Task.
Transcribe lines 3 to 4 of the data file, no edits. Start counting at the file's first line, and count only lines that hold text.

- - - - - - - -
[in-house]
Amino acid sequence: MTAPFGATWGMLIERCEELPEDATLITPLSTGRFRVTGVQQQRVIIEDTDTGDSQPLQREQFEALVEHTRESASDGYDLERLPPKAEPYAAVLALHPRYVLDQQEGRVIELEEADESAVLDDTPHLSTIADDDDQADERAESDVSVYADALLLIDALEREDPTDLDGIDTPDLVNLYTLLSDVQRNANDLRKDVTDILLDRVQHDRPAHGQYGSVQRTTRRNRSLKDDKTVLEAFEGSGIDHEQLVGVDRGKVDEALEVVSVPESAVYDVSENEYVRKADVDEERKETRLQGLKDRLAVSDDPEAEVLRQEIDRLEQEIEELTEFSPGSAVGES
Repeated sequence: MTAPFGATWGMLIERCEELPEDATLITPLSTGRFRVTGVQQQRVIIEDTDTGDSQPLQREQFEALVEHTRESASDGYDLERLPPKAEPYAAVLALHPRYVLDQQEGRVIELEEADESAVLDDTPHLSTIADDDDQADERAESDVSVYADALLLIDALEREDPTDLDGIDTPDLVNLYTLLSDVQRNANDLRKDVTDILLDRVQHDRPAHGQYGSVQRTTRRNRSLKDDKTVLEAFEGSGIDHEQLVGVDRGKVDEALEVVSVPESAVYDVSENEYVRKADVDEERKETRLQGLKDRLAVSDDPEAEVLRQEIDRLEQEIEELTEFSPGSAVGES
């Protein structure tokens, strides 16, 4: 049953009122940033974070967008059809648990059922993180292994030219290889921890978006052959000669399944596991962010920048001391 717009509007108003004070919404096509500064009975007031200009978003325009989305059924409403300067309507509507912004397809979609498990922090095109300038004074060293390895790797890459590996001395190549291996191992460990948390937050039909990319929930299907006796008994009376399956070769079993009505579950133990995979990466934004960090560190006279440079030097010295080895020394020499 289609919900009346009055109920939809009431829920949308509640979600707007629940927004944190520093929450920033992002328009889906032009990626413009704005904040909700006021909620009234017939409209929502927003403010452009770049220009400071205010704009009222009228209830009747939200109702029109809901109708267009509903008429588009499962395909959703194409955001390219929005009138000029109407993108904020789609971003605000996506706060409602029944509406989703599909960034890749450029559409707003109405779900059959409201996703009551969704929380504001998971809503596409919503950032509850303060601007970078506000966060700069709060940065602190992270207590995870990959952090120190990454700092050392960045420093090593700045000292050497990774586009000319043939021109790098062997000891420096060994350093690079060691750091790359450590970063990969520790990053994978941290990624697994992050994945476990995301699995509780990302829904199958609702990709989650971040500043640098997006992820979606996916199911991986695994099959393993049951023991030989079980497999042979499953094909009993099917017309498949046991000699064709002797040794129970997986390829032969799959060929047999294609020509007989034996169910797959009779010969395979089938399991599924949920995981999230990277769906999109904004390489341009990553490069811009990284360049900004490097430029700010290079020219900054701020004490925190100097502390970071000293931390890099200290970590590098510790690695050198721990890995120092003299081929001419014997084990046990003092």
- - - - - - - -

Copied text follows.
Repeated sequence: MTAPFGATWGMLIERCEELPEDATLITPLSTGRFRVTGVQQQRVIIEDTDTGDSQPLQREQFEALVEHTRESASDGYDLERLPPKAEPYAAVLALHPRYVLDQQEGRVIELEEADESAVLDDTPHLSTIADDDDQADERAESDVSVYADALLLIDALEREDPTDLDGIDTPDLVNLYTLLSDVQRNANDLRKDVTDILLDRVQHDRPAHGQYGSVQRTTRRNRSLKDDKTVLEAFEGSGIDHEQLVGVDRGKVDEALEVVSVPESAVYDVSENEYVRKADVDEERKETRLQGLKDRLAVSDDPEAEVLRQEIDRLEQEIEELTEFSPGSAVGES
């Protein structure tokens, strides 16, 4: 049953009122940033974070967008059809648990059922993180292994030219290889921890978006052959000669399944596991962010920048001391 717009509007108003004070919404096509500064009975007031200009978003325009989305059924409403300067309507509507912004397809979609498990922090095109300038004074060293390895790797890459590996001395190549291996191992460990948390937050039909990319929930299907006796008994009376399956070769079993009505579950133990995979990466934004960090560190006279440079030097010295080895020394020499 289609919900009346009055109920939809009431829920949308509640979600707007629940927004944190520093929450920033992002328009889906032009990626413009704005904040909700006021909620009234017939409209929502927003403010452009770049220009400071205010704009009222009228209830009747939200109702029109809901109708267009509903008429588009499962395909959703194409955001390219929005009138000029109407993108904020789609971003605000996506706060409602029944509406989703599909960034890749450029559409707003109405779900059959409201996703009551969704929380504001998971809503596409919503950032509850303060601007970078506000966060700069709060940065602190992270207590995870990959952090120190990454700092050392960045420093090593700045000292050497990774586009000319043939021109790098062997000891420096060994350093690079060691750091790359450590970063990969520790990053994978941290990624697994992050994945476990995301699995509780990302829904199958609702990709989650971040500043640098997006992820979606996916199911991986695994099959393993049951023991030989079980497999042979499953094909009993099917017309498949046991000699064709002797040794129970997986390829032969799959060929047999294609020509007989034996169910797959009779010969395979089938399991599924949920995981999230990277769906999109904004390489341009990553490069811009990284360049900004490097430029700010290079020219900054701020004490925190100097502390970071000293931390890099200290970590590098510790690695050198721990890995120092003299081929001419014997084990046990003092």